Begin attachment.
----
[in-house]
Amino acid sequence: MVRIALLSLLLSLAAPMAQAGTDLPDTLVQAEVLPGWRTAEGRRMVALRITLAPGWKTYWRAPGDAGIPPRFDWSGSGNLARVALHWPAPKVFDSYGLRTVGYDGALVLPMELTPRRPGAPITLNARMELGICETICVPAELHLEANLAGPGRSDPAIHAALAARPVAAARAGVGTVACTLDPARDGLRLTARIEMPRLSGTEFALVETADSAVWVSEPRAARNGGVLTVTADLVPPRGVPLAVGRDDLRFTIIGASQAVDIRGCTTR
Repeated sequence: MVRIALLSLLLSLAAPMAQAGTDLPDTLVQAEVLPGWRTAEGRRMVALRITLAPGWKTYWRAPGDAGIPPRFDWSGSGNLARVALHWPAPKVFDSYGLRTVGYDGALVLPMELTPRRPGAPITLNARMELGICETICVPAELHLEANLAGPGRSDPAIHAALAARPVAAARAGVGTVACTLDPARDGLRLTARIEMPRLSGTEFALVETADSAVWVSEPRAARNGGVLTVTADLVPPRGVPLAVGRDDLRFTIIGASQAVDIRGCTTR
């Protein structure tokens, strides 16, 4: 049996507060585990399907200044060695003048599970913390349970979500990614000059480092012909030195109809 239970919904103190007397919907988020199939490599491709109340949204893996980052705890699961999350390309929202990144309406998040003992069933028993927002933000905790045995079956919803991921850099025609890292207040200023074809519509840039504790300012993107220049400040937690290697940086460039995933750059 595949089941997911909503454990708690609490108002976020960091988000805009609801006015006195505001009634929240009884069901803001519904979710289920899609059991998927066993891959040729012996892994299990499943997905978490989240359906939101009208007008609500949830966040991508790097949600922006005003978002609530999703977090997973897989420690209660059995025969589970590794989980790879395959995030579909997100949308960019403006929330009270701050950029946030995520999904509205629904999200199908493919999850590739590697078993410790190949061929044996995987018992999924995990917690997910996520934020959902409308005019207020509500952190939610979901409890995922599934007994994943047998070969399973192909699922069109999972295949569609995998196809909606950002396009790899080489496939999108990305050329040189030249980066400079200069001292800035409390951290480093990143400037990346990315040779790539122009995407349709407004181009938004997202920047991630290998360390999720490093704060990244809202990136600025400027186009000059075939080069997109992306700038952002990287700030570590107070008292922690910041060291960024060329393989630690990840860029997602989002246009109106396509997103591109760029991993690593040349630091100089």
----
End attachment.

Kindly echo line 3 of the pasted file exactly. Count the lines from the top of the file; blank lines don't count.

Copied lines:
Repeated sequence: MVRIALLSLLLSLAAPMAQAGTDLPDTLVQAEVLPGWRTAEGRRMVALRITLAPGWKTYWRAPGDAGIPPRFDWSGSGNLARVALHWPAPKVFDSYGLRTVGYDGALVLPMELTPRRPGAPITLNARMELGICETICVPAELHLEANLAGPGRSDPAIHAALAARPVAAARAGVGTVACTLDPARDGLRLTARIEMPRLSGTEFALVETADSAVWVSEPRAARNGGVLTVTADLVPPRGVPLAVGRDDLRFTIIGASQAVDIRGCTTR